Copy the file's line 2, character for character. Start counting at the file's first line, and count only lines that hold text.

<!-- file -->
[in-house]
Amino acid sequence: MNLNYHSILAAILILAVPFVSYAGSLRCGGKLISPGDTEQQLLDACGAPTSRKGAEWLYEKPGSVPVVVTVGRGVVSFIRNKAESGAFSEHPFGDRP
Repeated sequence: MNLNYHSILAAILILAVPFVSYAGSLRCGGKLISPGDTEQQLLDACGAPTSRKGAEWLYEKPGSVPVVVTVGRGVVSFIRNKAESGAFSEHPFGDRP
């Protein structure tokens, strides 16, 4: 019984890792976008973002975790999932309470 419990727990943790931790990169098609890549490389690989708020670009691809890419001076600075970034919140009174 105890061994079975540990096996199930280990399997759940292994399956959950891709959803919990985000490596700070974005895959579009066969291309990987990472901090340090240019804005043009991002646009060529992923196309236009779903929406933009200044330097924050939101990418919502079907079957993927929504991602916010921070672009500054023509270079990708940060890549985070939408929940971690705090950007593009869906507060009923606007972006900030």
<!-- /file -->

Amino acid sequence: MNLNYHSILAAILILAVPFVSYAGSLRCGGKLISPGDTEQQLLDACGAPTSRKGAEWLYEKPGSVPVVVTVGRGVVSFIRNKAESGAFSEHPFGDRP